Research, in the most far-removed application of the word, is something every writer must be familiar with, at least to some degree. Of course, in this day and age, that means being well acquainted with the Google search bar. I am quite certain that, in the event of a stranger stumbling upon the browsing history of a writer, they would quickly flee the premises, screaming. Bizarre knowledge demands attention mid-narration, and a writer must pursue this strain to whatever end they require. So doubtless, a writer is also a researcher.
None of us has, despite our honest effort or desire, found out everything there is to know about the world. A shame. If only I could be so intimately aware of the table manners of English Royalty; the history of rural Japan; the origin of the Death-Metal genre of music; the name of that part of the telephone that clicks when you hang up the receiver; as well as everything else that could ever possibly be relevant to a story, then the need for research would escape me. Alas, this can never be the case.
As writers, we attempt to write comprehensibly, and believably, about everything under the sun. A lofty goal. Being that we are haplessly incapable of knowing infinite amounts of knowledge, we must learn what we can, about what we need, when the information becomes pertinent.
It is never obvious at first, what unique snippets of seemingly useless fact, will be essential to a writer to communicate to their readers. I cannot recount the number of times that I have begun a journey through blase narration, only to find it taking an unexpected turn. Out of nowhere, I find myself intently bound on uncovering an answer for which I did not anticipate there being a question. In the most extreme cases, I admit that I have plunged my economical investigation (read, free research) into things that would make any self-respecting employee of the Edmonton Police Service a tad bit suspicious. I promise officer, I was only writing a murder mystery!
To add insult to injury, we can never pre-prepare ourselves for the information we do not yet know we will need. I have never fired a gun, made a homemade pie crust, listened to the voices over a police scanner, taken sleeping medication, or, to my chagrin, driven in another city. While it may seem these things are not essential to a short story about a Harvard Alumnus (purely an example), our narrations can barrel high speed towards an off-ramp, taking us to a destination that wasn’t on our roadmap. Suddenly, the graduate is an unsuccessful one that never found a job in his field of Forensic Anthropology. He joined the police force instead. He gets involved in an investigation that goes far beyond what he wished to uncover; popping sleeping pills and making homemade pie crust is the way he copes with the strain of this new case. Unexpectedly, we are now caught in the conundrum of how to depict actions we’ve never done, through the scope of a character that is more familiar with them than we are. For you see, characters, real or imagined, are capable of being people outside of the experience of their authors, and thank goodness, or that murder mystery would take an unfortunate spin in a very different direction.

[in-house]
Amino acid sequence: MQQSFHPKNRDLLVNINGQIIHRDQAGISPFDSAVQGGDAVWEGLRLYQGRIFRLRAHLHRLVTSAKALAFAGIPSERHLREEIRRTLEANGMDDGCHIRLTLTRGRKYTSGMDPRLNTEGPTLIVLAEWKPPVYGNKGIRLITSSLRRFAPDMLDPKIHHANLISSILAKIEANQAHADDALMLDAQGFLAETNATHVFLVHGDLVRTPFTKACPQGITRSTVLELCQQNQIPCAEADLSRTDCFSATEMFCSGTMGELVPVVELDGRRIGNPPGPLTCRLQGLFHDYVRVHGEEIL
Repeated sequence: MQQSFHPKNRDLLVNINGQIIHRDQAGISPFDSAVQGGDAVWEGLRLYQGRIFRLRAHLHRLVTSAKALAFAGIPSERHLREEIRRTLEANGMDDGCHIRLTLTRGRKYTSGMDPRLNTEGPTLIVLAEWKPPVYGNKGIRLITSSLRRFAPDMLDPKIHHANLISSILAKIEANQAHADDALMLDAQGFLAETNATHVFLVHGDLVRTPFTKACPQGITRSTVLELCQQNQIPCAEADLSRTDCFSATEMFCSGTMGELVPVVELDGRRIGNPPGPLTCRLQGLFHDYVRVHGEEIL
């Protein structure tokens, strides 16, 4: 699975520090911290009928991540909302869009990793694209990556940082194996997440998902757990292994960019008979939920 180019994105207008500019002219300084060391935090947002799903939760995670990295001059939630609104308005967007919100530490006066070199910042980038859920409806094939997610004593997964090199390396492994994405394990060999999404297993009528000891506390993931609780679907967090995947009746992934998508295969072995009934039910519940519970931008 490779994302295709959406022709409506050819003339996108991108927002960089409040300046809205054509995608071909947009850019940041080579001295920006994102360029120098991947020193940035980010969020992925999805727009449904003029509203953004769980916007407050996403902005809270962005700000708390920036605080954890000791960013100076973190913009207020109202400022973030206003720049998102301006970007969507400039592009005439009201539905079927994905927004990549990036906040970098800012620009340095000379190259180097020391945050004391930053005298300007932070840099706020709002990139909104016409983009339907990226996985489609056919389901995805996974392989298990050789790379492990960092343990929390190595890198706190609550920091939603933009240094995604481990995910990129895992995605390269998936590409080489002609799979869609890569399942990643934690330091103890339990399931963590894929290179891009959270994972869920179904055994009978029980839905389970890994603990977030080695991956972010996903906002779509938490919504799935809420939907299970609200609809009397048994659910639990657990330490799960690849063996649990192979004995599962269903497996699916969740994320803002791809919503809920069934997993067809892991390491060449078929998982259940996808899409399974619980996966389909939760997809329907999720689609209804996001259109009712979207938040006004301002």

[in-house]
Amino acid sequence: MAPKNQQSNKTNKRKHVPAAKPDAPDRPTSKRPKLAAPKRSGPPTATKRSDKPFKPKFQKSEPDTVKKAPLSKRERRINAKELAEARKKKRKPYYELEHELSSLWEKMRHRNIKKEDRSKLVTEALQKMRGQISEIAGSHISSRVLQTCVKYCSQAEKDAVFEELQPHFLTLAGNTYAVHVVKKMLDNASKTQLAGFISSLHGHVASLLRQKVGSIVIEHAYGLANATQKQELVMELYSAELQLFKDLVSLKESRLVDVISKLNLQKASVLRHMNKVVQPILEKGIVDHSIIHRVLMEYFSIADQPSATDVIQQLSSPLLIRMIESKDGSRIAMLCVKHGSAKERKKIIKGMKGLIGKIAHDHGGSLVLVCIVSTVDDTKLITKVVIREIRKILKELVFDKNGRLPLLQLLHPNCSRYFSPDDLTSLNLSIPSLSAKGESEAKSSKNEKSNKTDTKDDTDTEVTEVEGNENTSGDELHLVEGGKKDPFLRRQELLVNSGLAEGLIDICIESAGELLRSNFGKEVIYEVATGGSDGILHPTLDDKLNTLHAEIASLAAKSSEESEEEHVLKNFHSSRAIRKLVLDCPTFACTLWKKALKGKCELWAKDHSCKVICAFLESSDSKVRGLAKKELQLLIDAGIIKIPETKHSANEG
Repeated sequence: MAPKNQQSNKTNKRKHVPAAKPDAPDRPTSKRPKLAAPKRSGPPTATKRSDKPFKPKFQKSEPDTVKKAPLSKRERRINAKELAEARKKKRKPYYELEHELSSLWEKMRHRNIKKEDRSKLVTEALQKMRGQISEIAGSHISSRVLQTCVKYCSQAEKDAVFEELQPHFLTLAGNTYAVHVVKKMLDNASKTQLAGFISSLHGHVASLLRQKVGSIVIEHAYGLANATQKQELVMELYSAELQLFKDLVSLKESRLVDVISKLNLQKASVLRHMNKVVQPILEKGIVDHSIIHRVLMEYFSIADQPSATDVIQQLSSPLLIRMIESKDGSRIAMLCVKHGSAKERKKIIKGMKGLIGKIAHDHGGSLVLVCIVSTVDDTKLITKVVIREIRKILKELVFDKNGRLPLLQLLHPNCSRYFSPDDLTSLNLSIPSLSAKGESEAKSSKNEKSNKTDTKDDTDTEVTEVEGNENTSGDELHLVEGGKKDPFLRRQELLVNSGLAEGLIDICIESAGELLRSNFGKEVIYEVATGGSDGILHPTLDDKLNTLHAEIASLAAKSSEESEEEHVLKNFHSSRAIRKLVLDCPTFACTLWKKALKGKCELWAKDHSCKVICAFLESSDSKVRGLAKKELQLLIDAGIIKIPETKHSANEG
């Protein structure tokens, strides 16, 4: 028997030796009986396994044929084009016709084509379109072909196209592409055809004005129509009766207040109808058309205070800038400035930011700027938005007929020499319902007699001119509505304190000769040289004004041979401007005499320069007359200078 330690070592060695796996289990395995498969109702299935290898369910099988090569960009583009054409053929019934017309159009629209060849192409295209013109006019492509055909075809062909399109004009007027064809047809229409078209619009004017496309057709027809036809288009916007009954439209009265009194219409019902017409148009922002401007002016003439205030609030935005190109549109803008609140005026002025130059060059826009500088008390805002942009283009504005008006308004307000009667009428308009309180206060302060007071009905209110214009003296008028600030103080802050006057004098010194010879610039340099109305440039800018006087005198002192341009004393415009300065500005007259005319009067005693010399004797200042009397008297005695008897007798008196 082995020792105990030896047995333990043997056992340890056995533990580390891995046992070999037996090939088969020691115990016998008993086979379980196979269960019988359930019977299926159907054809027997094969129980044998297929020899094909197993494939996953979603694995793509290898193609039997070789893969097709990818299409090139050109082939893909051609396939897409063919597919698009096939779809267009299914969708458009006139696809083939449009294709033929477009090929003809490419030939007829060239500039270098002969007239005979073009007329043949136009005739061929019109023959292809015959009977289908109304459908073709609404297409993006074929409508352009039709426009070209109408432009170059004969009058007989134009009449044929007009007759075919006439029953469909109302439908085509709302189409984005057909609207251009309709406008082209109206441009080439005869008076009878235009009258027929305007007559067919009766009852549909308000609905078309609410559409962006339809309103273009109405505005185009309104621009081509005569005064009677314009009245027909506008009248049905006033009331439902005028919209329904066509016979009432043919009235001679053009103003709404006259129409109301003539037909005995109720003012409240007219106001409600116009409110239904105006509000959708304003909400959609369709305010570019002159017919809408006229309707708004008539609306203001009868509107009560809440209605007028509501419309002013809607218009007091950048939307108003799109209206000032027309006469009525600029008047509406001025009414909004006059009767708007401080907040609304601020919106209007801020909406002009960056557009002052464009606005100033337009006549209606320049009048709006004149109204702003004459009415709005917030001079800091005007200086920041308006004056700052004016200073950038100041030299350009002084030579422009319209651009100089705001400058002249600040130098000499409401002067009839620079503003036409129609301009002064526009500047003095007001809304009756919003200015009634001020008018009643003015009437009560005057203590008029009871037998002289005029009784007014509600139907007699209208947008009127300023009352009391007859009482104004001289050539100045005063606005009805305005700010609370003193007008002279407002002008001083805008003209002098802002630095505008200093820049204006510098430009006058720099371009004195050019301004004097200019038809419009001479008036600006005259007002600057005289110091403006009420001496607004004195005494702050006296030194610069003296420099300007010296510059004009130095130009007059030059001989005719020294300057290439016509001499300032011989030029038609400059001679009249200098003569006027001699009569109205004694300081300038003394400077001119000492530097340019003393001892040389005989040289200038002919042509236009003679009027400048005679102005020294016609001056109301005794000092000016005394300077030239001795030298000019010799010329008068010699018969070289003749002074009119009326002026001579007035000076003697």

And so, we must research.
There is a misnomer about writing that as authors, we are boxed within the confines of what we already know if we wish to be successful. Nathan Englander, Stephen King, and certainly numerous others, have spoken to this inaccuracy. It is not about writing what you are already intelligently competent in (for what, as writers, are we truly intelligently competent in, except perhaps stringing meaningless symbols together? At that, every author will tell you there are moments and words for which that capacity completely escapes us). No. These writers tell us that it is about writing what you know to be true, and what you know you can express. Writing about the emotions that you know all too well because you are both uniquely human, as well as unbearably tethered to the mortal coil. Write about that. Research the rest.